Saturday, December 04, 2021

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 Abstract

Excerpted From: Christopher Cruz, From Digital Disparity to Educational Excellence: Closing the Opportunity and Achievement Gaps for Low-income, Black, and Latinx Students, 24 Harvard Latinx Law Review 33 (Spring, 2021) (211 Footnotes) (Full Document)

 

ChristopherCruz"The coronavirus is not the only disease to be fought, but rather, the pandemic has shed light on broader social ills." --Pope Francis

COVID-19 radically changed the way society operated. From the expansion of work-from-home models to increased government intervention in the economic sphere, the pandemic, much like past disasters, forced institutions and individuals to dramatically rethink their daily activities. Of the areas most impacted by the pandemic was PreK-12 education. Within a matter of days, teachers across the nation were called to rethink the way they taught their students. In-person classroom instruction and paper handouts were substituted for online lessons and virtual assignments. For students with adequate technologies at home and safe learning environments, the transition was damaging, but far from fatal to their long-term educational prospects. For those identifying as low-income, Black, and Latinx, however, evidence already suggests that the impacts may last a lifetime in part by widening both opportunity and achievement gaps.

While sometimes the terms "opportunity gap" and "achievement gap" are used interchangeably, this article distinguishes and expands upon the terms according to definitions used in reports by the National Conference of State Legislatures. Put succinctly, the opportunity gap refers to the differences in students' access to highly effective educators, exemplary curriculum and materials, and appropriate academic and social supports both in and out of the classroom. These opportunities, resources, and supports can be seen as educational inputs. Relatedly, the achievement gap refers to the differences in test scores, graduation rates, college matriculation rates, and employment and earnings outcomes. These differences can be seen as educational outputs, resulting from the educational inputs received.

The opportunity and achievement gaps are most prevalent when comparing low-income, Black, and Latinx students with their White and more affluent peers. For example, by 2009, it was estimated that the gap between White students and Black and Latinx students deprived the U.S. economy of $310 billion to $525 billion a year in productivity, or the equivalent of 2 to 4 percent of GDP. Even worse, the achievement gap between high-income and low-income students was even larger, at $400 billion to $670 billion, or the equivalent of 3 to 5 percent of GDP. Accordingly, both the opportunity and achievement gaps have been at the forefront of education policy debates in recent decades. The reality that these gaps are widening under the expansion of distance learning highlights the need for not only short-term solutions to mitigate these disproportionate impacts, but also for long-term structural and operational reforms to the U.S. education system. This Note examines the causes of these gaps and proposes solutions to eliminate them by drawing upon both the history of the right to education in the United States and lessons learned from the recent pandemic.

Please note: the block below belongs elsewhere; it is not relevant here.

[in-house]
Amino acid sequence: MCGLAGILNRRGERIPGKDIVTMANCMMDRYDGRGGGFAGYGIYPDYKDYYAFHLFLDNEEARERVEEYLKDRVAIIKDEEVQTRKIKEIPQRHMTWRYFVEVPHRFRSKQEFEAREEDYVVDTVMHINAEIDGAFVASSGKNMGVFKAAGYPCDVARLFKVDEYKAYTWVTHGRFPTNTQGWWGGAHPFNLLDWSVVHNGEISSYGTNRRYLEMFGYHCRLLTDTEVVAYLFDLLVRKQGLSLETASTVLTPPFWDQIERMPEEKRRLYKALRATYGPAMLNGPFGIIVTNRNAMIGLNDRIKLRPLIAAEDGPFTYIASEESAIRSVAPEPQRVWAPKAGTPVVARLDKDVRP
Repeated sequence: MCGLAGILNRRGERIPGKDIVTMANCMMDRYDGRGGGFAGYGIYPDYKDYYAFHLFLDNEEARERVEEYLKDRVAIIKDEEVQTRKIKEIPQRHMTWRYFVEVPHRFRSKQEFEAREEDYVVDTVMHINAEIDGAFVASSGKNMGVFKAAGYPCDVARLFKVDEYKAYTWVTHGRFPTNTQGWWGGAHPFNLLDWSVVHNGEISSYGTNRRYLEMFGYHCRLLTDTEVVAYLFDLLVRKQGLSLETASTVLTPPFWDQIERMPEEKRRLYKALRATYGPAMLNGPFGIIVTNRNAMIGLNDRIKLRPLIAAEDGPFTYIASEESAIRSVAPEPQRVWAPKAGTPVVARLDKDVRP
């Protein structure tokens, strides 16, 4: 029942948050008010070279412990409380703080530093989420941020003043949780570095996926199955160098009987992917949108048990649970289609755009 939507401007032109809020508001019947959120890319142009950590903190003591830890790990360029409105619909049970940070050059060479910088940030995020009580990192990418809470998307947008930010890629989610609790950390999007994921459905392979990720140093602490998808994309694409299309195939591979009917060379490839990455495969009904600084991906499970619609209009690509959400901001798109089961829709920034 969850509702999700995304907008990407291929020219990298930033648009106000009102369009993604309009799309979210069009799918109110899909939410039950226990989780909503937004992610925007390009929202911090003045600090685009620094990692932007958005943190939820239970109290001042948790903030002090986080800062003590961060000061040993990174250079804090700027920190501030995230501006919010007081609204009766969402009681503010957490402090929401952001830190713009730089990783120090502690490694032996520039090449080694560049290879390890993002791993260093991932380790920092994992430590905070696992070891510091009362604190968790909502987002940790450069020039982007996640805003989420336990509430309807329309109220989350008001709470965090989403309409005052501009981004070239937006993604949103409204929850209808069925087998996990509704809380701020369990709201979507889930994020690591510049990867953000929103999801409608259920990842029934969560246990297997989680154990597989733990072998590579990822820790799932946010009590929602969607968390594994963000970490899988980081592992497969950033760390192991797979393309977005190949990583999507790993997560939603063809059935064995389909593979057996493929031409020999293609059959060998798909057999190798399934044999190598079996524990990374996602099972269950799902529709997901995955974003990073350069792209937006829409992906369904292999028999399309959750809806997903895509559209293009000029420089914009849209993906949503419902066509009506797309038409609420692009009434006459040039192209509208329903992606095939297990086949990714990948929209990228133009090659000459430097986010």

[. . .]

As with other disasters forcing school closures, COVID-19 highlighted and exacerbated the existing struggles that low-income, Black, and Latinx students face in the pursuit of educational excellence. These struggles and the opportunity and achievement gaps have been present from the onset of the nation's history. Similarly, the fight for educational equity in the United States is one that has spanned centuries and is one that will continue into the foreseeable future. This is because while education reformers have fought tirelessly for education to be viewed as a fundamental right, and while national, state, and local policies have sought to provide greater opportunities to marginalized students, the harsh truth remains that the opportunity and achievement gaps are still present. To be sure, past efforts have led to progress among several dimensions for these groups of students, such as increased academic performance on standardized tests and even improved long-term higher education and employment outcomes. However, in order to truly provide our children with better pathways, policymakers, administrators, teachers, parents, and all other community members must commit to supporting our children along every step of their development. This includes bridging the digital divide, implementing serious reforms to improve the quality and delivery of instruction, and providing holistic economic and social supports to students and their families. It is only by working together that we can ensure a brighter future for our children, a future where digital disparity is turned into educational excellence and where the opportunity and achievement gaps are closed once and for all.


J.D. Candidate at Harvard Law School, 2022. A.B., Harvard College.


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